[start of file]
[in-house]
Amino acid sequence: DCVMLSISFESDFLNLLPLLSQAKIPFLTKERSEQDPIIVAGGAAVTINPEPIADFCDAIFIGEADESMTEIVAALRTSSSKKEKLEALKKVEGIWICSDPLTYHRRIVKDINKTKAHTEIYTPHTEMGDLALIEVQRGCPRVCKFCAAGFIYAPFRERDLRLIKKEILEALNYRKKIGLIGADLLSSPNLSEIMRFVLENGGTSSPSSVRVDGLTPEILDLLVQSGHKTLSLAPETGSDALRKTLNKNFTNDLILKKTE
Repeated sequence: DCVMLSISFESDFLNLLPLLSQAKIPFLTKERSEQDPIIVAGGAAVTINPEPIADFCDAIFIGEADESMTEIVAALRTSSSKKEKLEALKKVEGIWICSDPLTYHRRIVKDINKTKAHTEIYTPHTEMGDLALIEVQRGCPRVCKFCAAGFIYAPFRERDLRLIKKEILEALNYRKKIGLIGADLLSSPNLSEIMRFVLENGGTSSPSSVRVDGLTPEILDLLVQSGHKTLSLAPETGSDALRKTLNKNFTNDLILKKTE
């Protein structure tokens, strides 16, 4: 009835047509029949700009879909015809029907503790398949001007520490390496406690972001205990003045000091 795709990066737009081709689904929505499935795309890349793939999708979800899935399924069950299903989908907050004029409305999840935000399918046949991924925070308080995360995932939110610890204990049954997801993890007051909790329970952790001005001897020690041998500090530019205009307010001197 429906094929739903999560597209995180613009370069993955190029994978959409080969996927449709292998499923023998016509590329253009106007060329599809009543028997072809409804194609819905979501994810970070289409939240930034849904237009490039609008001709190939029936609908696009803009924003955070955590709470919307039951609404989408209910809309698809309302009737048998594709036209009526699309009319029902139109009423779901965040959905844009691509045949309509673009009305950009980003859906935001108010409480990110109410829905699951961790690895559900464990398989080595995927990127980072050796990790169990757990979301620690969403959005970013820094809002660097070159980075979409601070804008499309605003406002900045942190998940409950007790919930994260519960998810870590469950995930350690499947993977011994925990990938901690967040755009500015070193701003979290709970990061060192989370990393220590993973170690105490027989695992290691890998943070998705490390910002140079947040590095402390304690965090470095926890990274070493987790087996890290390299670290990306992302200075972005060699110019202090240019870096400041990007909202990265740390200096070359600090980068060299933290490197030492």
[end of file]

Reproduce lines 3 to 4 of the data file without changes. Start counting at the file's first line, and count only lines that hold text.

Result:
Repeated sequence: DCVMLSISFESDFLNLLPLLSQAKIPFLTKERSEQDPIIVAGGAAVTINPEPIADFCDAIFIGEADESMTEIVAALRTSSSKKEKLEALKKVEGIWICSDPLTYHRRIVKDINKTKAHTEIYTPHTEMGDLALIEVQRGCPRVCKFCAAGFIYAPFRERDLRLIKKEILEALNYRKKIGLIGADLLSSPNLSEIMRFVLENGGTSSPSSVRVDGLTPEILDLLVQSGHKTLSLAPETGSDALRKTLNKNFTNDLILKKTE
């Protein structure tokens, strides 16, 4: 009835047509029949700009879909015809029907503790398949001007520490390496406690972001205990003045000091 795709990066737009081709689904929505499935795309890349793939999708979800899935399924069950299903989908907050004029409305999840935000399918046949991924925070308080995360995932939110610890204990049954997801993890007051909790329970952790001005001897020690041998500090530019205009307010001197 429906094929739903999560597209995180613009370069993955190029994978959409080969996927449709292998499923023998016509590329253009106007060329599809009543028997072809409804194609819905979501994810970070289409939240930034849904237009490039609008001709190939029936609908696009803009924003955070955590709470919307039951609404989408209910809309698809309302009737048998594709036209009526699309009319029902139109009423779901965040959905844009691509045949309509673009009305950009980003859906935001108010409480990110109410829905699951961790690895559900464990398989080595995927990127980072050796990790169990757990979301620690969403959005970013820094809002660097070159980075979409601070804008499309605003406002900045942190998940409950007790919930994260519960998810870590469950995930350690499947993977011994925990990938901690967040755009500015070193701003979290709970990061060192989370990393220590993973170690105490027989695992290691890998943070998705490390910002140079947040590095402390304690965090470095926890990274070493987790087996890290390299670290990306992302200075972005060699110019202090240019870096400041990007909202990265740390200096070359600090980068060299933290490197030492």